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Packaging: part of the solution to food waste, not the problem

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food waste

Half of the estimated 7 million tonnes of food we throw away from our homes each year is edible; that’s according to the Commons Select Committee for Environment, Food and Rural Affairs (EFRA).

 The sheer amount of food waste in the U.K creates a huge environmental and economic cost for the country. In fact, an average family apparently spends £700 on unconsumed food each year. 

A large quantity of post-manufacture food waste is due to food getting damaged or spoiled in the supply chain or in the consumer’s home and could potentially be reduced by using the right design of packaging to protect and preserve food products in transit and in storage.

EFRA has launched an inquiry into the impact of food waste, a move which LINPAC very much welcomes, as explained in this recent article. The investigation presents an opportunity for the packaging industry to make itself heard and highlights the benefits effective packaging can have in reducing the amount of food waste experienced today.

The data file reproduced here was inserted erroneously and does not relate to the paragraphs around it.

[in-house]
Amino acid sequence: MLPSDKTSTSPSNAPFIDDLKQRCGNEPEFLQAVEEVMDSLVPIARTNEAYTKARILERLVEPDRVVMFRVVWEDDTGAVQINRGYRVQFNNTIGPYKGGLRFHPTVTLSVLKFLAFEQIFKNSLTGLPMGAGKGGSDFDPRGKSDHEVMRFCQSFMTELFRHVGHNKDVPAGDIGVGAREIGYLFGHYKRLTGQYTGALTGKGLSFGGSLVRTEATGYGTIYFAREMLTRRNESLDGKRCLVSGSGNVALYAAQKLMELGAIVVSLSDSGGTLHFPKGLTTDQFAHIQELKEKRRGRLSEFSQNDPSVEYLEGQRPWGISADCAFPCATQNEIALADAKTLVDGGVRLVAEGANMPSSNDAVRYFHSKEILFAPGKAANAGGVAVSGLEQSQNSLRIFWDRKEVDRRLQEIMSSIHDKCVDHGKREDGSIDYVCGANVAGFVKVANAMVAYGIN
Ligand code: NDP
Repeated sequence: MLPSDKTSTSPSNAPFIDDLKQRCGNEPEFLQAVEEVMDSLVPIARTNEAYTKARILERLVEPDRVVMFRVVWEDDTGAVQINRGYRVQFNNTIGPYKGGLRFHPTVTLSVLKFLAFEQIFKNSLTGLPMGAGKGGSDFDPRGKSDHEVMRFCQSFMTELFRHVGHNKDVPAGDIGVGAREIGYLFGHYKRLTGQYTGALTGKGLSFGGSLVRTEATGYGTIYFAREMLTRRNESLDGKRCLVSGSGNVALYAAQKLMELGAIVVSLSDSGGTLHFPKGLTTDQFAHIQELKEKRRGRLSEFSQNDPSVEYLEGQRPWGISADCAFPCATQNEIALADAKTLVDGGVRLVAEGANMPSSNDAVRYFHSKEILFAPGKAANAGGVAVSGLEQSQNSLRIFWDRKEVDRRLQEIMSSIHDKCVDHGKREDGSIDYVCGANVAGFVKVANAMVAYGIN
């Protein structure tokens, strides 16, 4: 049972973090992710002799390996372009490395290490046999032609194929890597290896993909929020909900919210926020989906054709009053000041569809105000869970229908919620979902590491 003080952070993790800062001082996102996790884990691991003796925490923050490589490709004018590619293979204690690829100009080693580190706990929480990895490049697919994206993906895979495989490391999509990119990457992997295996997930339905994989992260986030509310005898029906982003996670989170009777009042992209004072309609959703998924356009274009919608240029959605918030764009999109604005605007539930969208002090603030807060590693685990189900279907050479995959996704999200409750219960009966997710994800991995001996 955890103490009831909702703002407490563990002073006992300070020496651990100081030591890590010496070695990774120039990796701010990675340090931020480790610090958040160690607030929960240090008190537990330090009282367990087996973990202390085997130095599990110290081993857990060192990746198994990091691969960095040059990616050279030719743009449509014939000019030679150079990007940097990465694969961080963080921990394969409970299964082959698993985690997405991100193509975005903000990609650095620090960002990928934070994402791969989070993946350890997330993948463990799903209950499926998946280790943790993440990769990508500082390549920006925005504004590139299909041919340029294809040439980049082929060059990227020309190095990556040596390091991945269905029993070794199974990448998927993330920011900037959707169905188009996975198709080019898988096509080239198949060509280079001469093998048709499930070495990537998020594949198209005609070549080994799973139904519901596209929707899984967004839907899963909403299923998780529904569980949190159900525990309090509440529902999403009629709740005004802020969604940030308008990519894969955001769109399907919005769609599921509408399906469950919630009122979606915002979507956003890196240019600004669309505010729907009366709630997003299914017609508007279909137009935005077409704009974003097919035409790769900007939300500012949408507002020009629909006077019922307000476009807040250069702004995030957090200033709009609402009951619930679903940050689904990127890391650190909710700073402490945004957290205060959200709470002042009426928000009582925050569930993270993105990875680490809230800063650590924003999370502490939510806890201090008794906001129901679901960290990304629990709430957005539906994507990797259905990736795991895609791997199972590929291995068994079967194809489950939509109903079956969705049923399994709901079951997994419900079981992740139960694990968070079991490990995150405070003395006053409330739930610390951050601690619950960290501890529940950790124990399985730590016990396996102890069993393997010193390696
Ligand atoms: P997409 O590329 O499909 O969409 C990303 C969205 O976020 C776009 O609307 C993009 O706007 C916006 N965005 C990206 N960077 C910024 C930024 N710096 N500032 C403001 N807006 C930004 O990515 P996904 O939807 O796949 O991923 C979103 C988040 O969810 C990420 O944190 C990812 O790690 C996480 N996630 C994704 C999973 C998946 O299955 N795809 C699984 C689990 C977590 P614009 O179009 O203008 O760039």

Packaging offers a very tangible solution to reducing the amount of food waste, but has often been overlooked because of misconceptions about its impact on the environment that have become so ingrained in society.

LINPAC works hard to fight food waste through continuously innovating its packaging and a new tray design, the split pack, has just been launched to tackle this very issue.

Through collaboration with Tesco and Cargill, LINPAC has launched a new tray, which addresses portion control and food waste concerns in the poultry category, thanks to its unique design. In the article WRAP estimates that if similar packs were adopted across the whole UK market, up to 10,000 tonnes of poultry food waste could be prevented.

New product development within the packaging industry is seeing effective packaging emerging that enables products to be on the shelf longer and provides extra protection during transit, whilst all the time maintaining the fresh appearance of food. A clear indication of how packaging is part of the solution of food waste and not the problem.

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